The prayer I share today was written by Walter Rauschenbusch (a Baptist pastor from the late 1800's and early 1900's). The prayer voices his belief that the Kingdom of God is not merely concerned with a future hope of heaven, but is about transforming life on earth into a state of harmony with heaven—actively doing what can be done to bring the kingdom of God to earth. His theology influenced such people as Martin Luther King, Jr. and Desmond Tutu.
The prayer recalls us to the wonder of this amazing world, and our relationship and responsibility to it. With the UN Climate Change Conference (COP27) currently taking place in Sharm El-Sheikh, Egypt, it can also be used as a prayer for corporate repentance and decision-making.
Before sharing the prayer, I offer three prominent themes I see within the prayer.
This "great home" of ours is a place of extraordinary hugeness and fullness. Its elements of land, air, and water are amazing in and of themselves and also support the life and beauty that is present across its breadth. Within that sphere of life is a teeming community of life—abundant, varied, breathtaking. The member list of that community is longer than we could possibly list, but it is imperative that we remember that variety, acknowledge the value of each member, and maintain a stance of gratitude that we have been given this home in the company of the myriad of other creatures who have been given this very same home.
In addition to the home itself, we have also been given the ability to perceive it through our senses and thus absorb its wonder into ourselves. It is present around us every day, and as long as we open ourselves to encountering it and break down walls of preoccupation that come between us and the created world, we can encounter everywhere the glory of God. It lights up the bush "aflame with the glory of God," and is present within the sky, the earth, each and every creature. Just one of these encounters can transform our attitude into thankfulness.
We share this home with other creatures who, though different from us, are fellow creatures, and thus members of our family. This prayer leads us to look at the harm we have caused to these other creatures, largely due to the feeling of superiority we easily fall into. When we fail to see their significance and intrinsic value, apart from their value to us, we fall into using and exploiting them in ways that harm them and their ability to live as they were intended to live. Although our exploitation of them may seem to benefit us, it harms us as well as we, too, become less than we were intended to be.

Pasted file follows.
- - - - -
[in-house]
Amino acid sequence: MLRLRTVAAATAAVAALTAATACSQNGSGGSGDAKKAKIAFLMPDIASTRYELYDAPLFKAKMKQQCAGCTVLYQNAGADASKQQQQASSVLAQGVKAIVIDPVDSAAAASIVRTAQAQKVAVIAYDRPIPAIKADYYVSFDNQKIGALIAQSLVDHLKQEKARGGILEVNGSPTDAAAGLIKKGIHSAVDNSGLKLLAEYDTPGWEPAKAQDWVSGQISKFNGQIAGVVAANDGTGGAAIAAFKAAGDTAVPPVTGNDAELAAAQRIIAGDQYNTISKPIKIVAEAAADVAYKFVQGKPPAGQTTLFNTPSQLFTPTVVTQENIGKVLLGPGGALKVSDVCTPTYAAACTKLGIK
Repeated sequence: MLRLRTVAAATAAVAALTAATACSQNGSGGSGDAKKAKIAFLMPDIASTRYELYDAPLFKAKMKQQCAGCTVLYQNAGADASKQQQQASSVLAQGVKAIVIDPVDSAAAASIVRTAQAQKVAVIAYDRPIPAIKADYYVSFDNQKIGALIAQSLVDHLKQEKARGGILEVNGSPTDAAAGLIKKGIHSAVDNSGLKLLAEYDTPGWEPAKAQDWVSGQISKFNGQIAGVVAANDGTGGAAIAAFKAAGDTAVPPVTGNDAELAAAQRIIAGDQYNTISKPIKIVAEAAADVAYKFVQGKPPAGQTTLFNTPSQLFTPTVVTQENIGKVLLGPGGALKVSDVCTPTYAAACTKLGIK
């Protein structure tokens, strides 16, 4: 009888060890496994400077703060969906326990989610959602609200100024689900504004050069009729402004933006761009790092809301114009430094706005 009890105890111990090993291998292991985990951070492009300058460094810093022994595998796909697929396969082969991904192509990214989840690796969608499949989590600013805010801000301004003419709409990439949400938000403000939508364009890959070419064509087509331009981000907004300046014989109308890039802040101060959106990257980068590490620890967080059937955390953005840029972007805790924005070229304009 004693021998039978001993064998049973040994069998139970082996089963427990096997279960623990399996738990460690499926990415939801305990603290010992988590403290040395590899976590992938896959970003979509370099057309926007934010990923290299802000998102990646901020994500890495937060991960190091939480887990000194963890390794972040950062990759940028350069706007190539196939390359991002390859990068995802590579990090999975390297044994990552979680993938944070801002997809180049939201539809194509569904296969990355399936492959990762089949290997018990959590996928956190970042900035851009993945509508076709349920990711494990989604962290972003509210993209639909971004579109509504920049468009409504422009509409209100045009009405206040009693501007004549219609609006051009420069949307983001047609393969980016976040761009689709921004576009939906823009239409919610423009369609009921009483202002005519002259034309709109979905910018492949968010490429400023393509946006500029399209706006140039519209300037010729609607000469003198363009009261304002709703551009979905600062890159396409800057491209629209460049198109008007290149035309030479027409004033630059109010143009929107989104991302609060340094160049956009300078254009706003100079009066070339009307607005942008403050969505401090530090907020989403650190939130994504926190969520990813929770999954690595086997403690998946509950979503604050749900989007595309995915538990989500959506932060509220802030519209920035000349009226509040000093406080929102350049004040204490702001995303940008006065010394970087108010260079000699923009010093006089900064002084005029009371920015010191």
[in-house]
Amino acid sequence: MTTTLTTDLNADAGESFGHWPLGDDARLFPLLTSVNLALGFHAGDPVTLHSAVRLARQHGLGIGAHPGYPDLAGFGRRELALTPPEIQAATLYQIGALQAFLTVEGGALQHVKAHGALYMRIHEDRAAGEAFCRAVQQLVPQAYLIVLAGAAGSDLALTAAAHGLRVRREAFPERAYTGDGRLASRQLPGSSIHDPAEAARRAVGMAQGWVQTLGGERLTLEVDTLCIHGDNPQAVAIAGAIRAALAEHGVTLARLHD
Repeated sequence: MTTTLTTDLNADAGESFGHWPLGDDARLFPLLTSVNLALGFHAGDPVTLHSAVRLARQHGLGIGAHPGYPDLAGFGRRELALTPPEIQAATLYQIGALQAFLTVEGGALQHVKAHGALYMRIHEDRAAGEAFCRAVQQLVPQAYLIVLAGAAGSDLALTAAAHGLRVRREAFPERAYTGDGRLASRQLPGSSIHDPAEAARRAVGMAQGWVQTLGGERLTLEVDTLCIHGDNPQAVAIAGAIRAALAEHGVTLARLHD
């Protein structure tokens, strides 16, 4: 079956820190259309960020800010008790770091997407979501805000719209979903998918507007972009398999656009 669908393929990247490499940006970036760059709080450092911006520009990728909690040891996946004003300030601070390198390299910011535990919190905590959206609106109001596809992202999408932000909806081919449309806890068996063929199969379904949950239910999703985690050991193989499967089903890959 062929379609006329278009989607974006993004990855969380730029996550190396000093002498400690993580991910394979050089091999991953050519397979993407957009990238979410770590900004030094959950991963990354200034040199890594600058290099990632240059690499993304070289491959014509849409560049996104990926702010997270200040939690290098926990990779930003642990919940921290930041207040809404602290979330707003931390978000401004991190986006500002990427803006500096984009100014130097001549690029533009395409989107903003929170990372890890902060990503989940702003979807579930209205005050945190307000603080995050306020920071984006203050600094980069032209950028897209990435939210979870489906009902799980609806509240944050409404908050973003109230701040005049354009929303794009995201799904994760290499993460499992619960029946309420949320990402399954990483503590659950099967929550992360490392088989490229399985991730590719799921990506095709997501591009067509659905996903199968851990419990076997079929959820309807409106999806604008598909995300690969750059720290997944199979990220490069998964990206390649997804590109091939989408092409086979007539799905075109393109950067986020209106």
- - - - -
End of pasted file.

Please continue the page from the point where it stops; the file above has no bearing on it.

Where we should see family resemblances and see our responsibility to care for and value the other, instead we too often cause harm to these other parts of creation, and thus interfere with their own voices of praise. We have closed our eyes and ears to voices that are not human and thus given ourselves permission to disregard every voice that was not human, living in ways that make us into tyrants rather than thoughtful members of the family of creation.
Finally, the prayer recognizes the limitations of our own lives. Our lives will end, sooner rather than later, and the mark we leave behind us on this home can be either something that creates joy or something that creates grief. This is a great question for all of us to consider: Is our presence beneficial or detrimental to the earth which is our home? Have we only taken from it, or have we given to it in a way that makes it more beautiful and healthy than it would otherwise be? Will it be a loss or a gain to the earth when we are gone?
With these introductory thoughts, I share this prayer from Walter Rauschenbusch. As we walk through this prayer, may it guide us into deeper awe and appreciation of the world around us. May we allow ourselves to vividly experience that living world. May it open us into repentance in areas where we have exercised high dominion instead of love and care. May it help us to see our responsibility to the future more clearly and enliven our desire to leave this world better as a result of our having been here.
O God, we thank thee for this universe, our great home; for its vastness and its riches, and for the manifoldness of the life which teems upon it and of which we are part. We praise thee for the arching sky and the blessed winds, for the driving clouds and the constellations on high. We praise thee for the salt sea and the running water, for the everlasting hills, for the trees and for the grass under our feet. We thank thee for our senses by which we can see the splendor of the morning, and hear the jubilant songs of love, and smell the breath of the springtime. Grant us, we pray thee, a heart wide open to all this joy and beauty, and save our souls from being so steeped in care or so darkened by passion that we pass heedless and unseeing when even the thorn-bush by the wayside is aflame with the glory of God.
Enlarge within us the sense of fellowship with all the living things, our little brothers, to whom thou hast given this earth as their home in common with us. We remember with shame that in the past we have exercised the high dominion of man with ruthless cruelty, so that the voice of the Earth, which should have gone up to thee in song, has been a groan of travail. May we realize that they live not for us alone, but for themselves and for thee, and that they love the sweetness of life even as we, and serve thee in their place better than we in ours.
When our use of this world is over and we make room for others, may we not leave anything ravished by our greed or spoiled by our ignorance, but may we hand on our common heritage fairer and sweeter through our use of it, undiminished in fertility and joy, that so our bodies may return in peace to the great mother who nourished them and our spirits may round the circle of a perfect life in thee.
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